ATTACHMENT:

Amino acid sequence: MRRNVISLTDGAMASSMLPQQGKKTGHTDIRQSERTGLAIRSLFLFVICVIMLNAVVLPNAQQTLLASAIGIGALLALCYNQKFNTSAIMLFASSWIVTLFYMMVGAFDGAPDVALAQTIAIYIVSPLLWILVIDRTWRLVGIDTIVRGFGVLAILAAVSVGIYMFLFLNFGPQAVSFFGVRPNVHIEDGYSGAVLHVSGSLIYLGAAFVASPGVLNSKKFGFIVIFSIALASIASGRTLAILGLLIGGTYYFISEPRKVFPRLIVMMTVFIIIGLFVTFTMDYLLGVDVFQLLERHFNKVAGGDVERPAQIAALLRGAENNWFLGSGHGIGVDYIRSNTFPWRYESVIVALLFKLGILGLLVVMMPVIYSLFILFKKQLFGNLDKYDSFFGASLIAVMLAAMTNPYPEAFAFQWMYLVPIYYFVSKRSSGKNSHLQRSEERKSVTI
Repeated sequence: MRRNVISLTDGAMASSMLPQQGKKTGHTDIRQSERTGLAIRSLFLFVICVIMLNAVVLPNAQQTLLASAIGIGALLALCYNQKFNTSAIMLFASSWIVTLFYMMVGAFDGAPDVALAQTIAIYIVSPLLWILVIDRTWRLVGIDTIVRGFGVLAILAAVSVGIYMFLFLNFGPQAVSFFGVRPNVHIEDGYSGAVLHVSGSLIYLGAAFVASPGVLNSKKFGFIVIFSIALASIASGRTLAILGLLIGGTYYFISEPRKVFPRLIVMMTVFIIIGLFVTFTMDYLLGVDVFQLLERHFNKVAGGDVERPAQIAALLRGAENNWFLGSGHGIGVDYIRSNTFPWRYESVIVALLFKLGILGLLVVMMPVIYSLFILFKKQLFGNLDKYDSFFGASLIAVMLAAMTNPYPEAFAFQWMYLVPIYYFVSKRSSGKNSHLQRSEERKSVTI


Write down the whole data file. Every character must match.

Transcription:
Amino acid sequence: MRRNVISLTDGAMASSMLPQQGKKTGHTDIRQSERTGLAIRSLFLFVICVIMLNAVVLPNAQQTLLASAIGIGALLALCYNQKFNTSAIMLFASSWIVTLFYMMVGAFDGAPDVALAQTIAIYIVSPLLWILVIDRTWRLVGIDTIVRGFGVLAILAAVSVGIYMFLFLNFGPQAVSFFGVRPNVHIEDGYSGAVLHVSGSLIYLGAAFVASPGVLNSKKFGFIVIFSIALASIASGRTLAILGLLIGGTYYFISEPRKVFPRLIVMMTVFIIIGLFVTFTMDYLLGVDVFQLLERHFNKVAGGDVERPAQIAALLRGAENNWFLGSGHGIGVDYIRSNTFPWRYESVIVALLFKLGILGLLVVMMPVIYSLFILFKKQLFGNLDKYDSFFGASLIAVMLAAMTNPYPEAFAFQWMYLVPIYYFVSKRSSGKNSHLQRSEERKSVTI
Repeated sequence: MRRNVISLTDGAMASSMLPQQGKKTGHTDIRQSERTGLAIRSLFLFVICVIMLNAVVLPNAQQTLLASAIGIGALLALCYNQKFNTSAIMLFASSWIVTLFYMMVGAFDGAPDVALAQTIAIYIVSPLLWILVIDRTWRLVGIDTIVRGFGVLAILAAVSVGIYMFLFLNFGPQAVSFFGVRPNVHIEDGYSGAVLHVSGSLIYLGAAFVASPGVLNSKKFGFIVIFSIALASIASGRTLAILGLLIGGTYYFISEPRKVFPRLIVMMTVFIIIGLFVTFTMDYLLGVDVFQLLERHFNKVAGGDVERPAQIAALLRGAENNWFLGSGHGIGVDYIRSNTFPWRYESVIVALLFKLGILGLLVVMMPVIYSLFILFKKQLFGNLDKYDSFFGASLIAVMLAAMTNPYPEAFAFQWMYLVPIYYFVSKRSSGKNSHLQRSEERKSVTI